A lot of people travel around the world with full insurance coverage or none. Some countries require you to purchase travel insurance – for example travel to any Schengen country requires you to show the proof of travel insurance when you go for a visa.
The costs for travel insurance varies for the destination country which may determine the ‘category’ of travel – adventure, family, sports, medical etc. And some insurance companies will ask for your purpose of travel, based on which the costs may be higher or lower.
There are cases where one may need travel insurance, whereas sometimes you can do away with it.
Pre-9/11, it was estimated that only eight to nine percent of leisure travelers in the United States purchased some type of travel insurance. Today, it’s closer to 30 percent. Trip cancellation/interruption represents 90 percent of coverage.
Traditional distribution channels such as travel agencies and travel suppliers such as cruise lines and tour operators are responsible for three-quarters of the market, but other channels such as online agencies, airlines, brokers, internet sites, and direct to consumer sales are growing steadily.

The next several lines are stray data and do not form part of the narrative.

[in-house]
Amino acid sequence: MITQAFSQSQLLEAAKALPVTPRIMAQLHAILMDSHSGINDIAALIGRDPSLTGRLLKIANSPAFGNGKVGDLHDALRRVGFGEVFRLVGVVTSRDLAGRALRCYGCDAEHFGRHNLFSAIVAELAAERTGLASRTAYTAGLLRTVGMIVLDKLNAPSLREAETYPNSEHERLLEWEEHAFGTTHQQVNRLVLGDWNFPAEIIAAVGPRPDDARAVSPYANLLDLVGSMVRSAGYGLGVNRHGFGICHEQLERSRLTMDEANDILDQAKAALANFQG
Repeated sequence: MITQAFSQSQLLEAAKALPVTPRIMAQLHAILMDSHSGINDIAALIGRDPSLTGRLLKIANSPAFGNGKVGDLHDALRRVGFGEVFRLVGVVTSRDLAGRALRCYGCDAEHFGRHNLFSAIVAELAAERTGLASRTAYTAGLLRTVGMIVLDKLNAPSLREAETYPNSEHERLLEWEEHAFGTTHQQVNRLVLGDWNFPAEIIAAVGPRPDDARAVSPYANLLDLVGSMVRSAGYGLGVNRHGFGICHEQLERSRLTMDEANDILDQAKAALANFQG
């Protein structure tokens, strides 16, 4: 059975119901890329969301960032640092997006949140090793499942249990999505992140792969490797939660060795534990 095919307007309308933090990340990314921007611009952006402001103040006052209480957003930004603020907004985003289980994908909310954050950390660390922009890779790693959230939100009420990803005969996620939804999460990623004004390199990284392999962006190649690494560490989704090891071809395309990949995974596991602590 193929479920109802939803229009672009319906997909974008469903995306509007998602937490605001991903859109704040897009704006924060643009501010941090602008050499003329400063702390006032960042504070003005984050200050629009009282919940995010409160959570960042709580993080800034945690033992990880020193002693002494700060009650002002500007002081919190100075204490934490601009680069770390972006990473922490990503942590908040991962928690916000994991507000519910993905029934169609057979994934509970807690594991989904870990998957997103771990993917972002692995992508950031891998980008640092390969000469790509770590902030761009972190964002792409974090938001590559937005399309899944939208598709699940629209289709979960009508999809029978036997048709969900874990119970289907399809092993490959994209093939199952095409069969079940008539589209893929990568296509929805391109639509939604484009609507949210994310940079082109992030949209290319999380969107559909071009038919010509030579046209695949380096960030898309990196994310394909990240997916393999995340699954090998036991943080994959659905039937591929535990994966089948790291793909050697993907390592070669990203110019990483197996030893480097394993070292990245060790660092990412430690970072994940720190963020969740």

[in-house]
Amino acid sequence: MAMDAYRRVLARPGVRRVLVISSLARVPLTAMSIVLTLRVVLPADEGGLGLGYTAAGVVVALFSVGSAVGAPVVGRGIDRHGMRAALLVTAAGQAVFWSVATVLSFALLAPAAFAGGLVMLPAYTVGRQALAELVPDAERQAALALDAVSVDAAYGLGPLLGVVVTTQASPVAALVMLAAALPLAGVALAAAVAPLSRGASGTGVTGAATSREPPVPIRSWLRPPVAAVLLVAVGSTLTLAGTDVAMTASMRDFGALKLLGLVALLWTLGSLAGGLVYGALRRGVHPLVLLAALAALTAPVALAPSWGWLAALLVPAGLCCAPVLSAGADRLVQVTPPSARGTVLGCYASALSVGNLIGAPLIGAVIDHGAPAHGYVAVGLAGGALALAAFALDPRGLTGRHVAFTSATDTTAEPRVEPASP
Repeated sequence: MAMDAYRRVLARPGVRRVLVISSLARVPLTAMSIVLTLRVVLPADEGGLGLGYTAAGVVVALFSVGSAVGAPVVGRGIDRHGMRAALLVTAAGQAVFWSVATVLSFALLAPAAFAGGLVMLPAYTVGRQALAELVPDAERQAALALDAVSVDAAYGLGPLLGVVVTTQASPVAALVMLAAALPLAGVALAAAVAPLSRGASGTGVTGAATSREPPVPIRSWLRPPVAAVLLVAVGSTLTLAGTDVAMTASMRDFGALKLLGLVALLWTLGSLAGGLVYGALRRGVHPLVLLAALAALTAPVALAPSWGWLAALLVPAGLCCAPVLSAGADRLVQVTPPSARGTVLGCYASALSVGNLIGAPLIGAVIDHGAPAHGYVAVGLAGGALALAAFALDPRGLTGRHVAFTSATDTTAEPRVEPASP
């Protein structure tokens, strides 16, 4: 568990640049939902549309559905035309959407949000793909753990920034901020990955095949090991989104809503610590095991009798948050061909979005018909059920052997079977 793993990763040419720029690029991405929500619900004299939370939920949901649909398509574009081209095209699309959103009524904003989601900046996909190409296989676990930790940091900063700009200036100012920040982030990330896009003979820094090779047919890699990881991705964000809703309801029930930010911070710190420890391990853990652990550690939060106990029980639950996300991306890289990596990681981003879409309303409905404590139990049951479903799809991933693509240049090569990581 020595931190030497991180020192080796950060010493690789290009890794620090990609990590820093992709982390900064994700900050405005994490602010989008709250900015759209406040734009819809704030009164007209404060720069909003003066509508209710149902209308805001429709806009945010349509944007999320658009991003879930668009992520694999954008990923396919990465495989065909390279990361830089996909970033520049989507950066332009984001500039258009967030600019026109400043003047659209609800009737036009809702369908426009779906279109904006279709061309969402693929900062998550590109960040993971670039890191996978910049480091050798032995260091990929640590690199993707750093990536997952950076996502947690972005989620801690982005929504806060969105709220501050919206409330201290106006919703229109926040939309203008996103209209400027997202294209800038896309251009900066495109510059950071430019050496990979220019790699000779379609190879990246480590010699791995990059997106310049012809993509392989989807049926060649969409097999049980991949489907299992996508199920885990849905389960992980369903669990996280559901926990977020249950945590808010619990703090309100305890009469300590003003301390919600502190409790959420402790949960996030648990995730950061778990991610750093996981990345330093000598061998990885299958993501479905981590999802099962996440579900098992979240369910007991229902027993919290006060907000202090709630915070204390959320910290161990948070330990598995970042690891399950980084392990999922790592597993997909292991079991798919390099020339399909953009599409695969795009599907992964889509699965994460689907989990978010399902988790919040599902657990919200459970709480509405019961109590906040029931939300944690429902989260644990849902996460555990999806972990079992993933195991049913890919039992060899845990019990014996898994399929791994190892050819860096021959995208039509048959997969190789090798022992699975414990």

Travel medical and medical evacuation-only policies only cover a fraction of the total market, at 5.5 percent of travel insurance sales, but has increased by about 33 percent since 2006.
Travel guru Peter Greenberg appeared on CBS Early Show, with some advice on when to get travel insurance and when to skip it, what you need and some scams to watch out for.
Some of the questions answered by Peter are:
- Why do you need travel insurance?
- How much does it cost?
- Where do you buy the insurance, and from whom?
- What are the two primary reasons to purchase travel insurance?
- What are plans available?
- What are some things you need to be careful of?
- What is the difference between medical insurance and medical evacuation coverage?
- What are some tips on purchasing insurance?
Read more at Travel Insurance: When to Get, Skip